unanswerable questions of gender and identity? As of last week, it no longer seems so unthinkable. As we say in Maine, you can get there from here.

Jennifer Finney Boylan is a professor of English at Colby College and the author of the memoir “I’m Looking Through You: Growing Up Haunted.”
joreth: (Dobert Demons of Stupidity)
This is why people are morons.

OK, so I'm updating my myspace page and I accidentally see a bulletin someone on my "friends" list posted. Since it's the Miss Poly Manners site, these people aren't actually my friends, they're followers of MPM, so I take no responsibility for the level of stupidity I'm about to reveal.

The headline of the bulletin reads: FDA THREATENS CHEERIOS! says it's a drug - WTF??!

Now, I get the FDA recall notices directly from the government, in my inbox daily. I don't recall seeing any notice like this, nor seeing any headlines anywhere else. So I was curious because it sounded so far-fetched. I clicked on it.

This moron starts out with a rant about how the FDA needs to be dismantled completely. He is completely unaware of all the protections the FDA has placed on corporations and food producers (not to mention those greedy pharmaceutical companies) to prevent them from trying to slip something harmful into our marketplace or make baseless claims to rip off unknowing consumers. It's always amazing to me how uninformed and ignorant people are of how our government actually works, and how much is taken for granted.

Of course the government isn't perfect, and the FDA doesn't have a spotless record. One of the things that's so great about this country (in theory) is that we can and are supposed to be keeping an eye on the government, y'know, watching the watchmen. But you GOTTA have some idea of what you're looking at before you can make reasonable claims about what is going on.  And the point is that for every drug that slips through the cracks, there are several thousand other drugs that are caught and prevented from being released onto the shelves that are harmful or that do not work as advertised.  And BECAUSE the FDA does its job as well as it does, we have the luxury of being complete idiots who can't see how we're being protected.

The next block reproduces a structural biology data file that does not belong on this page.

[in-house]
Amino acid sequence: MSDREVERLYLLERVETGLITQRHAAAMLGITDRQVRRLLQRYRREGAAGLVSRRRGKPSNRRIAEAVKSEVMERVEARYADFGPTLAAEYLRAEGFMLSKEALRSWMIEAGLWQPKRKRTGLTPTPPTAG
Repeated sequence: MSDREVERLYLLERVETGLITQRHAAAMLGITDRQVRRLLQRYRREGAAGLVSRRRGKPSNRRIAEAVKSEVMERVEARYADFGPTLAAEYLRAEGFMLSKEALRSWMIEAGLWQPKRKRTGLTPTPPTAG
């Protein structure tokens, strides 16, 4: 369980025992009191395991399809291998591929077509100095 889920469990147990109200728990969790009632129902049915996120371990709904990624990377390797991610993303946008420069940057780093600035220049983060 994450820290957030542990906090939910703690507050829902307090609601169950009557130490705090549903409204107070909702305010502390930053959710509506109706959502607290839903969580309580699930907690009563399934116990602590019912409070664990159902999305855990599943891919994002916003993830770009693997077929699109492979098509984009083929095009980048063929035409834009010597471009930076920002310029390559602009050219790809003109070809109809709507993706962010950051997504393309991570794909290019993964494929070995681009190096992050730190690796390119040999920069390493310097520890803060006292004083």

In my business, we have a saying: "If they notice you, you aren't doing it right".  This means that if we did our jobs properly, no one will see us or see how we did it.  If someone *does* notice us, it's because we fucked up somewhere and brought the audience member's attention to us or our screw-up.  There's a reason why our job is a thankless one.  We're supposed to go unnoticed.  And our government is the same way in a lot of ways.  I have lamented on several occasions, and a friend just did so very recently, that it's incredibly sad how excited I am to have a president make pro-science statements.  It's coming to our attention because the last 12 years were such a monstrous clusterfuck of anti-intellectualism.  These statements *should* go completely unnoticed and unremarked because it should be so commonplace that we don't even hear them.

And that's what the FDA is like.  When they do their job right, we don't hear anything from them.  We don't think about the hours of scrutiny and research and evaluation that went into each and every bite of food we put in our mouths, or the YEARS of testing that resulted in our over-the-counter bottles of ibuprofin.  We only hear about the FDA when they do something we don't like.  And if we do not understand the processes used by the FDA, then we make stupid accusations like the government intentionally wanting to piss off consumers with their fancy-schmancy technical talk.  That sound familiar?

Here, I'll just let ya'll read what he thinks of the FDA:

Oo I think it's time to dismantle the FDA entirely. This is taking anal retentive bullshit way too far. Who exactly hires these obviously retarded people in the FDA anyways?

Cheerios is not a drug. It's food. Shut the fuck up and leave my fucking Cheerios along you fucking FDA morons.

I'd laugh if bullshit laws, regulations, and rules collapsed America under their oppressive overbearing mass and cause our nation to implode in on itself like a neutron star.

This is just another example of people in the system being too damn controlling and spending too much time fapping to the idea of pissing off us consumers with their senseless technical jargon.

They remind me of fucking Vogons.


What the FDA is ACTUALLY doing is responding to a specific health claim that General Mills makes about Cheerios ... exactly as they're supposed to.

You see, GM claims that eating Cheerios can lower cholesterol, which is a risk factor for coronary heart disease and they cite a clinical study. This indicates that GM is making a specific health claim that is intended to treat a disease. Since Cheerios has not been submitted to the FDA for approval of these claims, that makes it, technically and by definition, a "new drug".

Let me repeat that.

GM claims that their product can prevent or treat coronary heart disease.